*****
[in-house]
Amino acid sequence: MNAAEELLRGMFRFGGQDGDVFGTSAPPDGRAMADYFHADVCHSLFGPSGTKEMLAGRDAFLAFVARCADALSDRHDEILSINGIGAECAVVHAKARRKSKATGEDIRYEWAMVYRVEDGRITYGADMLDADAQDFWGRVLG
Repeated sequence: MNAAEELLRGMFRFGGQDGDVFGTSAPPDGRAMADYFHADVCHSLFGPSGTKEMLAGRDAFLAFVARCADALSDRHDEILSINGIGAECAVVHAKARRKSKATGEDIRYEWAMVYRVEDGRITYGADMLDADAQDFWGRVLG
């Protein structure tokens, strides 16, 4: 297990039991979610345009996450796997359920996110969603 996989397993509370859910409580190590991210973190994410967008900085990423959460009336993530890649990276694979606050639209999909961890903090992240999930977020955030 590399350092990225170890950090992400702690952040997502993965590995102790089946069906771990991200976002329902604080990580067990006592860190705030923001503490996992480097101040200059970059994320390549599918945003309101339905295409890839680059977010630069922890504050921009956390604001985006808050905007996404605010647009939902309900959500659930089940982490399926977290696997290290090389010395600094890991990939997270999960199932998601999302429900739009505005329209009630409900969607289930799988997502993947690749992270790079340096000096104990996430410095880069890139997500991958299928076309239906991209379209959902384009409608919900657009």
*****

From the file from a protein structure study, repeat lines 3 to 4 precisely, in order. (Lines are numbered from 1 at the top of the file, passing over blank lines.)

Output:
Repeated sequence: MNAAEELLRGMFRFGGQDGDVFGTSAPPDGRAMADYFHADVCHSLFGPSGTKEMLAGRDAFLAFVARCADALSDRHDEILSINGIGAECAVVHAKARRKSKATGEDIRYEWAMVYRVEDGRITYGADMLDADAQDFWGRVLG
């Protein structure tokens, strides 16, 4: 297990039991979610345009996450796997359920996110969603 996989397993509370859910409580190590991210973190994410967008900085990423959460009336993530890649990276694979606050639209999909961890903090992240999930977020955030 590399350092990225170890950090992400702690952040997502993965590995102790089946069906771990991200976002329902604080990580067990006592860190705030923001503490996992480097101040200059970059994320390549599918945003309101339905295409890839680059977010630069922890504050921009956390604001985006808050905007996404605010647009939902309900959500659930089940982490399926977290696997290290090389010395600094890991990939997270999960199932998601999302429900739009505005329209009630409900969607289930799988997502993947690749992270790079340096000096104990996430410095880069890139997500991958299928076309239906991209379209959902384009409608919900657009």